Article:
Katrina A Story of HOPE.
Keith D. Moore, OGTV Founder
Today, Congressional Black Caucus Chairman G. K. Butterfield released the following statement to mark the tenth anniversary of Hurricane Katrina:
“Ten years ago Hurricane Katrina made landfall on the Gulf Coast and became one of the worst natural disasters in American history. Today, we reflect on the more than 1,800 individuals whose lives were lost and the millions of people whose lives were forever changed. We remember the many valuable lessons that our country learned during the storm’s aftermath and the importance of never forgetting the less fortunate among us. Since that time there has been an unprecedented growth in the areas hardest hit by the storm and today with Hurricane Katrina on our minds, the Congressional Black Caucus offers our thoughts and prayers to all who lost loved ones ten years ago and are still working to rebuild impacted communities. We remain committed to our work to bringing jobs and growth back to the Gulf Coast until there is a complete recovery.”
As I think back on Katrina, what’s amazing to me today, is that I remember getting on a flight to visit the hurricane struck city only days after the nightmare of Katrina hit New Orleans. . Almost as if it were yesterday, I remember it being pretty cheap to get a hotel room, and the hotels that I visited like the Marriott and Hyatt were filled with people sleeping in the halls. The elevators did not work, so when you walked up the stairs and walked onto any given floor, you would see people piled up on top of each other making the Hotel their new home. I recall, meeting business people there who were still in a daze, and too much of a mental freeze to carry out leadership responsibilities to figure out what was going to be the relief plan for New Orleans, much less the economic restoration plan for the city. I recall citizens being disenfranchised and angry, the Army Corps of Engineering camping out in the city with engineers and the mass award of engineering contracts, and trailer contracts alone gave the minority business community a wake up call. The wake up call was that minority businesses were not in mass as equipped as the larger firms were to be a part of the firms that were awarded massive repair, and rebuild construction contracts. The large firms, like Bechtel Corp., CH2M Hill Cos., Fluor Corp. and Shaw Group Inc. were some of the well known firms awarded no bid contracts, and did quite well during this season of disaster in New Orleans. The Katrina horror story today, I think most would agree, could be classified as second only to the nightmare of 9-11 in terms of leaving a long, expensive, and destructive impact on the nation. Yes, Katrina ravaged New Orleans, but it also gave America one big wake up call. So today, with an eye constantly beaming on HOPE, OGTV brings to you this rebroadcasted story published on July 13, 2015 by A&E Studios. OGTV calls this,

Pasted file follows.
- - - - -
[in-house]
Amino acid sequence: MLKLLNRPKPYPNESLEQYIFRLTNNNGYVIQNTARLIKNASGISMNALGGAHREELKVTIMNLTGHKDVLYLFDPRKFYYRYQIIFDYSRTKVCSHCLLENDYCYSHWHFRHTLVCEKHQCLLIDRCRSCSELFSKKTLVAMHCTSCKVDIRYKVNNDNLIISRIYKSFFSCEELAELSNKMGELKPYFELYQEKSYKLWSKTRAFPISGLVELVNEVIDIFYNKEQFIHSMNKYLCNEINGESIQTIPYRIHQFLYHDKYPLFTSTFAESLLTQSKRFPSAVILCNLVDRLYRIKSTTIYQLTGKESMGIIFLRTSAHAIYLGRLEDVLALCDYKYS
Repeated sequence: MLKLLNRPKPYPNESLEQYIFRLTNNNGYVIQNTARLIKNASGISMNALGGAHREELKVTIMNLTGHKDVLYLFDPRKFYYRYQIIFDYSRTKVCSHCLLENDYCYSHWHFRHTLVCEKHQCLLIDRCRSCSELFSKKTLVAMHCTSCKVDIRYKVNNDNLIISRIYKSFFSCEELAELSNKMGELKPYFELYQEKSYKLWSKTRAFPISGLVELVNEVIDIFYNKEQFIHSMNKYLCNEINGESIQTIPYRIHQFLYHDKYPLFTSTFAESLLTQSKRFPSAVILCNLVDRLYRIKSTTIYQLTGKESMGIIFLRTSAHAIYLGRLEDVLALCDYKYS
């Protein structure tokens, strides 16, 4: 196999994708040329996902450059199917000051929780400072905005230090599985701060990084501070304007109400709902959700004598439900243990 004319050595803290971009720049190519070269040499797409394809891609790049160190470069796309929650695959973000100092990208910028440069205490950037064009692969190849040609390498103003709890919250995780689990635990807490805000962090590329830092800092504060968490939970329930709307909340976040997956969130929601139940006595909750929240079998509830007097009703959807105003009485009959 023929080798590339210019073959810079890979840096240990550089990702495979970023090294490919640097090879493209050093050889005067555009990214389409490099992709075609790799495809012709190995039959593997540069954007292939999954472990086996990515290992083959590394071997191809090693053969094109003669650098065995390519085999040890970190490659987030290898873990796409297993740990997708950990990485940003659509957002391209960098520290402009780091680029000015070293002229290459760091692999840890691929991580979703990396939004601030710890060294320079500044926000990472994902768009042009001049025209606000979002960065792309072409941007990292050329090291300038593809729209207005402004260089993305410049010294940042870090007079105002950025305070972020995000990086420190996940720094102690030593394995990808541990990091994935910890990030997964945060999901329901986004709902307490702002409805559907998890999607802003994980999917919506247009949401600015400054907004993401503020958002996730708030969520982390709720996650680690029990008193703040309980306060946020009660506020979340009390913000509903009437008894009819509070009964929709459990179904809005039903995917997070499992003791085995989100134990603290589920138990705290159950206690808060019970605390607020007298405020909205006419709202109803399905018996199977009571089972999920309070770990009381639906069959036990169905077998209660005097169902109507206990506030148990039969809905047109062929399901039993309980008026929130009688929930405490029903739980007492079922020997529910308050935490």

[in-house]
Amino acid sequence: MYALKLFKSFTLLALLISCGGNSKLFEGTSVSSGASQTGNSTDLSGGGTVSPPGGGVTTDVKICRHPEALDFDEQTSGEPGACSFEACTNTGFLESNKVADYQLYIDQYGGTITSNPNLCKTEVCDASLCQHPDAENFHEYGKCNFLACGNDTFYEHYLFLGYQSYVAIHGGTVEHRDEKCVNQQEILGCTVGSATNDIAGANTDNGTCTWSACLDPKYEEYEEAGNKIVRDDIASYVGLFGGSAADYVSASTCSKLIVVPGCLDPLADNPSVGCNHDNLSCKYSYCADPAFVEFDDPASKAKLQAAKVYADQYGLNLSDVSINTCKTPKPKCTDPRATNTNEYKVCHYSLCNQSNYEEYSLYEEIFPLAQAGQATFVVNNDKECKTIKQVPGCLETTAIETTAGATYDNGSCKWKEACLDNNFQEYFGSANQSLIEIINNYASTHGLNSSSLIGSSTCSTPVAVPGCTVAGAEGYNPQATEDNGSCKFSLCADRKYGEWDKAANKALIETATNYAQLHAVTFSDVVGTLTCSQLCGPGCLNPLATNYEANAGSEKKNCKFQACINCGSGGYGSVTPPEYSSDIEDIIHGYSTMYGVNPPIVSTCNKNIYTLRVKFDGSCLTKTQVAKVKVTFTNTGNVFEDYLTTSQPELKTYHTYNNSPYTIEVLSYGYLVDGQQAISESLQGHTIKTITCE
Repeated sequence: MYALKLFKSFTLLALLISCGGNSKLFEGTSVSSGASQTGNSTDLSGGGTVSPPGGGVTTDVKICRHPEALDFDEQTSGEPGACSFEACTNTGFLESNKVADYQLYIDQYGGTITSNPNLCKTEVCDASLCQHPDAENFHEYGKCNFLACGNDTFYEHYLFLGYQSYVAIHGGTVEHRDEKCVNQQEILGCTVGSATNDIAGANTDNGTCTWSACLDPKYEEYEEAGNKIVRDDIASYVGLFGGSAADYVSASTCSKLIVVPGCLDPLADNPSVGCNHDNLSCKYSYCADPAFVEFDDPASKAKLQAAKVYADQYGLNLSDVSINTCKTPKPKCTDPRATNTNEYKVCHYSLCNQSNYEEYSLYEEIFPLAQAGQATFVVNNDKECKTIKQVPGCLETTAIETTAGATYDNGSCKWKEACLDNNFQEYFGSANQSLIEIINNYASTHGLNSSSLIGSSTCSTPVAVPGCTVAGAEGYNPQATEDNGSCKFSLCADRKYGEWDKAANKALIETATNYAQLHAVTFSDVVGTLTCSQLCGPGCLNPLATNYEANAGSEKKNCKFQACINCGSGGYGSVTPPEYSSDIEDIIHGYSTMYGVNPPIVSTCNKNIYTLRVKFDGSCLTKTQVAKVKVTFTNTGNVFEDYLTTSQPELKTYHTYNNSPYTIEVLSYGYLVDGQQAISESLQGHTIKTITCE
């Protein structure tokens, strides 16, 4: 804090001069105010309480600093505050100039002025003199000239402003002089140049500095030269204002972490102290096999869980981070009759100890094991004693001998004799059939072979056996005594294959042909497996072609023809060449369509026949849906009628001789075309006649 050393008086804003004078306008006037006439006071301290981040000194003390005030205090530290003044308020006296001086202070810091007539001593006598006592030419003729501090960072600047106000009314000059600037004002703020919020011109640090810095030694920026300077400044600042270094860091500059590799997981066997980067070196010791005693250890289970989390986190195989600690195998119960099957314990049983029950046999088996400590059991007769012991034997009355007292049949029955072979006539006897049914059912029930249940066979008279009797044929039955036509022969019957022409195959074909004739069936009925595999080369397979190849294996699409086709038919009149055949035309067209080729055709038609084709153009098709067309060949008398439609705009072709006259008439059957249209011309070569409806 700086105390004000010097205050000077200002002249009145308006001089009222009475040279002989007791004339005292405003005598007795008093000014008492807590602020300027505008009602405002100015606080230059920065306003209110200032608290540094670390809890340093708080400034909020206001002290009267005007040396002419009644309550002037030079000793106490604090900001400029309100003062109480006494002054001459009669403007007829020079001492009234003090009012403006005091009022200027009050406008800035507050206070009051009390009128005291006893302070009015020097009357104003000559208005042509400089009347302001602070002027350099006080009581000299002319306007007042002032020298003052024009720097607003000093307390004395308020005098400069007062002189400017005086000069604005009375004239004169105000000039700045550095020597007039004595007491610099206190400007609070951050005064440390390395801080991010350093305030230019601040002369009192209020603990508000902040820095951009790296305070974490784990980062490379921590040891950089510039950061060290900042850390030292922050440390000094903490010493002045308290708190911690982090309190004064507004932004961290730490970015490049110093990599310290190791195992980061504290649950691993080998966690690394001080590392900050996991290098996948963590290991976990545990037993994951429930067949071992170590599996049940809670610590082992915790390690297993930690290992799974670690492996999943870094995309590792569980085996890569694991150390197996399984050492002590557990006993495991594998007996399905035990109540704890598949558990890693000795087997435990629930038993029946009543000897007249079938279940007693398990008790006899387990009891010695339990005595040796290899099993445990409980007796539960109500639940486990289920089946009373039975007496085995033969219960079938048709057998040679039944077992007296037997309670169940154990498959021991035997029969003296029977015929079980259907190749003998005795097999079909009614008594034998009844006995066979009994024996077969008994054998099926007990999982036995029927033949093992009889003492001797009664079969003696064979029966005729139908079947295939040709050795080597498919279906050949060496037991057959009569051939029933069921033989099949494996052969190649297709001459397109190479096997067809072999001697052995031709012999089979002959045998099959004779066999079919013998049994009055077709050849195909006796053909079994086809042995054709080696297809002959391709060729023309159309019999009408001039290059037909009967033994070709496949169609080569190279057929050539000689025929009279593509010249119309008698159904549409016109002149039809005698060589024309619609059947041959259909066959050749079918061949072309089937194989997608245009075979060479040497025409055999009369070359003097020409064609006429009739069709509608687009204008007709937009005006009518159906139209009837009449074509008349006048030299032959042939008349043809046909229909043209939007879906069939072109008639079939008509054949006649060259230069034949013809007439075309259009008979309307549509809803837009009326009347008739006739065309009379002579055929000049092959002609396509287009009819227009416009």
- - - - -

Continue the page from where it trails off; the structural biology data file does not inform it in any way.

Katrina, A Story of HOPE
John Keller, a recon Marine and lifetime resident of New Orleans, decided to ride out Hurricane Katrina in his apartment building--The American Can. After five days it became apparent that no one was coming to save the residents who were stuck inside. Instead of leaving and saving himself, John figured out a way to rescue the almost 300 residents of the building—his exploits included fighting off looters, swimming through floodwaters to find help and hot-wiring boats to aid in the rescue.
Three years ago, I returned to New Orleans for a Veterans Conference where the people of that community showed hope, resiliency and a confirmed reason to be thankful for their current lot in life. It was a true story of coming back, believing in redemption. The video feature story we share with you today thanks to the Production of A&E Digital Studios, John Keller, and all of the other John Keller’s of the world today who act as our inspiration gives us HOPE and should give America HOPE. For it is this spirit, the grit, and the heart of heroes like John Keller who are committed to making a difference. As we view this incredible Family Film story, we trust that you will begin to measure the value of the power of training, (John’s training as a Marine), the power of media, and the power of using our skills for greater good. The thing that really matter as John says is "family ,friends, and caring for people”. Imagine if our Government, our Industry, and our Academic Institutions operated from this foundation of truth in their day to day delivery of service.